Slouching Toward Empire

by Bill Bonner

Watching the news is a bit like watching a bad opera. You can tell from all the shrieking that something very important is supposed to be happening; but you don’t quite know what it is. What you’re missing is the plot.

Let us begin by noticing that this is a comic opera that seems as though it might veer into tragedy at any moment. The characters on stage are familiar to us – consumers, economists, politicians, investors, businessmen. They are the same hustlers, clowns, rubes and dumbbells that we always see before us. But in today’s performance they are doing something extraordinary. They are the richest people on the planet, but they have come to rely on the savings of the world’s poorest people just to pay their bills. They routinely spend more than they make – and think they can continue doing so indefinitely. So do they go deeper and deeper in debt, believing they will never have to settle up. They buy houses and then mortgage them out – room by room, until they have almost nothing left. They invade foreign countries in the belief that they are spreading freedom and democracy – and depend on lending from Communist China to pay for it.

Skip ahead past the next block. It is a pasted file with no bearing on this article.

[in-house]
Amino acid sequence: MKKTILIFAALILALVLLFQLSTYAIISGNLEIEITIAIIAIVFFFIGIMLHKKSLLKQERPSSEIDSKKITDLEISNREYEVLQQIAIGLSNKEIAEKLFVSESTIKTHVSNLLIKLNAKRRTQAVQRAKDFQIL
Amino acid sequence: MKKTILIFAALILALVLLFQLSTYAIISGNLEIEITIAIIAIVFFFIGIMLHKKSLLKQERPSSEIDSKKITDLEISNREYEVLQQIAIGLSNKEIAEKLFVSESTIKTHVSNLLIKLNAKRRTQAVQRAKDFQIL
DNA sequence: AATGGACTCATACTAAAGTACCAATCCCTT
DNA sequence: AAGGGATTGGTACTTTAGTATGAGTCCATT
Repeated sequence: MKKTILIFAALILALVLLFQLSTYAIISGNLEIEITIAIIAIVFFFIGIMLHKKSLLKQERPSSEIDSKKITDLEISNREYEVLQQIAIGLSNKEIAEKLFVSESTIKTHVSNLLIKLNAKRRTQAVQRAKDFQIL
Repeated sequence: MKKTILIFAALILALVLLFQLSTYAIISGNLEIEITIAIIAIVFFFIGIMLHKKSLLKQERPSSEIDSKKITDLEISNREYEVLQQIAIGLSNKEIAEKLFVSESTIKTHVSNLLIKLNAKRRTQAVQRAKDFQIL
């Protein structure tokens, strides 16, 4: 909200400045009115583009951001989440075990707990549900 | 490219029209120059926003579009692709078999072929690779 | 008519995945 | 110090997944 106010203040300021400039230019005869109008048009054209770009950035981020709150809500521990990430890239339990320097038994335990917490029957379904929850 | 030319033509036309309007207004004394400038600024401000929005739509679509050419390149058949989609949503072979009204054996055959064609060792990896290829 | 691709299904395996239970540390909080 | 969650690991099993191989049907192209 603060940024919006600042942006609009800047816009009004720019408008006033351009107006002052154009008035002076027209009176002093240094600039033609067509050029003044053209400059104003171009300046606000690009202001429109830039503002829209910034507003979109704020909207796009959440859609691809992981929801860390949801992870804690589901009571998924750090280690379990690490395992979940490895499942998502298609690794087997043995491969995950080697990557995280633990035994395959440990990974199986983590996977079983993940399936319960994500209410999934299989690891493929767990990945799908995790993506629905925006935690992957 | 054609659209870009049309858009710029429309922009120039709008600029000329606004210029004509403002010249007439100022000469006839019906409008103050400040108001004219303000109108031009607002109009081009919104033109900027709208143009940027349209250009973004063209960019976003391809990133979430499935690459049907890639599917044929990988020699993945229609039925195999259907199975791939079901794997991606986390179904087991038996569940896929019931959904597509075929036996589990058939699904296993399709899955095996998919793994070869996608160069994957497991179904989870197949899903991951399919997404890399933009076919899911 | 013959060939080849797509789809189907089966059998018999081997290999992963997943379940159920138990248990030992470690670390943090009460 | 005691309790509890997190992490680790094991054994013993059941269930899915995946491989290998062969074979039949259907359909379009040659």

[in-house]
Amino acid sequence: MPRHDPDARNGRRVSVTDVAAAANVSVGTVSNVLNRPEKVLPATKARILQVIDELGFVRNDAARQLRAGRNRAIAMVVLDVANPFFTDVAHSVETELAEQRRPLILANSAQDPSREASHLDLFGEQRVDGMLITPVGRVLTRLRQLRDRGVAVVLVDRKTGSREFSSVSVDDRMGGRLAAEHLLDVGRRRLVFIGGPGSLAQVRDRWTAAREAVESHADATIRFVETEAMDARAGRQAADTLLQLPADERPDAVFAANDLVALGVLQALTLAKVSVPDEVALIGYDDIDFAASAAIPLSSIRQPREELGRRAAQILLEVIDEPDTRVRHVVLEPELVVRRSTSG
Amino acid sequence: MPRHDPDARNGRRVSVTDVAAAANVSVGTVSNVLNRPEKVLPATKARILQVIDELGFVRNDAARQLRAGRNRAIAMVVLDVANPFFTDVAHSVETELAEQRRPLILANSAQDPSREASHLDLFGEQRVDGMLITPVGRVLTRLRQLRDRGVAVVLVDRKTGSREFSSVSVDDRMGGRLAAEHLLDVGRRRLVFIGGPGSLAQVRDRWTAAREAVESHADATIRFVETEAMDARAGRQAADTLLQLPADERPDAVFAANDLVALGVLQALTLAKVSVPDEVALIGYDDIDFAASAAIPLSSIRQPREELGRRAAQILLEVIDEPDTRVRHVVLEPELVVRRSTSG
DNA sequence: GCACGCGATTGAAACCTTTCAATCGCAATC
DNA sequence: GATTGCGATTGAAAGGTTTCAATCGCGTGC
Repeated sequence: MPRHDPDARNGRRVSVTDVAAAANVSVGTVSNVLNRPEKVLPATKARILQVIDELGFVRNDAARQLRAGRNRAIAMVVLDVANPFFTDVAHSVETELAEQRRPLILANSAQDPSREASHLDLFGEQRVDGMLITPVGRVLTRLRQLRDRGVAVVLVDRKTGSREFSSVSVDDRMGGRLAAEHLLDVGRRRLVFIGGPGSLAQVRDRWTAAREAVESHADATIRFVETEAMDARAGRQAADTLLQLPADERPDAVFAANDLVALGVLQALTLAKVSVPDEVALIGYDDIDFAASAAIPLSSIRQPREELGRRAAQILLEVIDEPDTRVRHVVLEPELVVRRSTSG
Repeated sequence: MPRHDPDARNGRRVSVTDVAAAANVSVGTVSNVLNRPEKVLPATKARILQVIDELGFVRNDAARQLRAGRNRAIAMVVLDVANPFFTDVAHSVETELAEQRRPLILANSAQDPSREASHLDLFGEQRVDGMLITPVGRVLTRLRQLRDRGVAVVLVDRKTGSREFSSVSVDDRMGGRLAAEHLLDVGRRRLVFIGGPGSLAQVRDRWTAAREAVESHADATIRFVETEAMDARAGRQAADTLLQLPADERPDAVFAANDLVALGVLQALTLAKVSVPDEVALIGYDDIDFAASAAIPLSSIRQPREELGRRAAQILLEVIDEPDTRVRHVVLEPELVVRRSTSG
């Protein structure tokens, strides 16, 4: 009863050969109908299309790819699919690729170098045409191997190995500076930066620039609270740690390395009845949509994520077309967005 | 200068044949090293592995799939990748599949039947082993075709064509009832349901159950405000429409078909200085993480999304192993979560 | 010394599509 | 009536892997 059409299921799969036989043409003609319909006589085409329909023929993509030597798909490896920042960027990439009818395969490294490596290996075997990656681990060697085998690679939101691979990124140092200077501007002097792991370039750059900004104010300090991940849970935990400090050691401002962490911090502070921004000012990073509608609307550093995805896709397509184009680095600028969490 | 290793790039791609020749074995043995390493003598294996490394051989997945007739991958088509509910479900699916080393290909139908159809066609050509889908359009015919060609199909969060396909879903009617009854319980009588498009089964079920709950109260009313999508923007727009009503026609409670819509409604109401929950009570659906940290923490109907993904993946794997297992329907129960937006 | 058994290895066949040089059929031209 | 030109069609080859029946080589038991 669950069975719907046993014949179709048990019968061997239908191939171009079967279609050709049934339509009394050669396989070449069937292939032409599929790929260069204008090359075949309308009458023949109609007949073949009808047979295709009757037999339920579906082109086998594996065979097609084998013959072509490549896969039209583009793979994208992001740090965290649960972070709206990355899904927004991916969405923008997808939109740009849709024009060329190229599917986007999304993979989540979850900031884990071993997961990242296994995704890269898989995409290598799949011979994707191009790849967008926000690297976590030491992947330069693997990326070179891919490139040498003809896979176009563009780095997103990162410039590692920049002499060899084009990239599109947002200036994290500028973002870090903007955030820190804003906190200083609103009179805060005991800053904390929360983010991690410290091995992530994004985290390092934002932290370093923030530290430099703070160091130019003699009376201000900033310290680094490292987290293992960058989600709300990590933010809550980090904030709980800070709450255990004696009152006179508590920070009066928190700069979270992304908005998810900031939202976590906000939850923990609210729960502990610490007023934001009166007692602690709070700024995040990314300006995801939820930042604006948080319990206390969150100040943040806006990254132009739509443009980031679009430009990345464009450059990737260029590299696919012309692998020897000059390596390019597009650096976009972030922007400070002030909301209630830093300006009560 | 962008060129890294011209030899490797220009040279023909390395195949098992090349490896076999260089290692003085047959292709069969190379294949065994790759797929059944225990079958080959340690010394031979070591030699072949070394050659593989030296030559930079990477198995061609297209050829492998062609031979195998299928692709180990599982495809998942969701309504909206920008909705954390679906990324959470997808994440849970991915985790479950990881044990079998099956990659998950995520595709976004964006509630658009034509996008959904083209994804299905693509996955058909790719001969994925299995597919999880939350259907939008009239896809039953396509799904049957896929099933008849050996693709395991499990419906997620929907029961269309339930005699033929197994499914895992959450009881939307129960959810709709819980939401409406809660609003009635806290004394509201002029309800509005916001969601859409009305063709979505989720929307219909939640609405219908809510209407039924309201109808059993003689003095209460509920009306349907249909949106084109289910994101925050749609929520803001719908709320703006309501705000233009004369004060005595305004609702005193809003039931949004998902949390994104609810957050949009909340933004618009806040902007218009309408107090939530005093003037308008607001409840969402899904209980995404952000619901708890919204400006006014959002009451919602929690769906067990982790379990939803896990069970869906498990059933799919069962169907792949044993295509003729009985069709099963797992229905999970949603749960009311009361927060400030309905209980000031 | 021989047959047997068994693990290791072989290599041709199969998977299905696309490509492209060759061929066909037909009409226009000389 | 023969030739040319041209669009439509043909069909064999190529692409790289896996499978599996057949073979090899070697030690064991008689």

But people come to believe whatever they must believe when they must believe it. All these conceits and illusions – which we find so amusing in The Daily Reckoning – come not from thinking, but from circumstances. As they say on Wall Street, “markets make opinions,” not the other way around. The circumstance that makes sense of this strange performance is that the U.S.A. is an empire – whether we like it or not. It must play a well-known role on the world stage, just as you and I must play our roles – not because we have thought our way to them…but simply because of who we are, where we are, and when we are. Primitive people play primitive roles. They are no less intelligent than the rest of us. But they would be out of character if they began doing calculus. They have their parts to play just as we do. Sophisticated people play sophisticated roles. They are no smarter than anyone else…but you still don’t expect them to wear bones through their noses. We, citizens of the last, great empire, have our roles to play, too. And the empire itself, must do what an empire must do.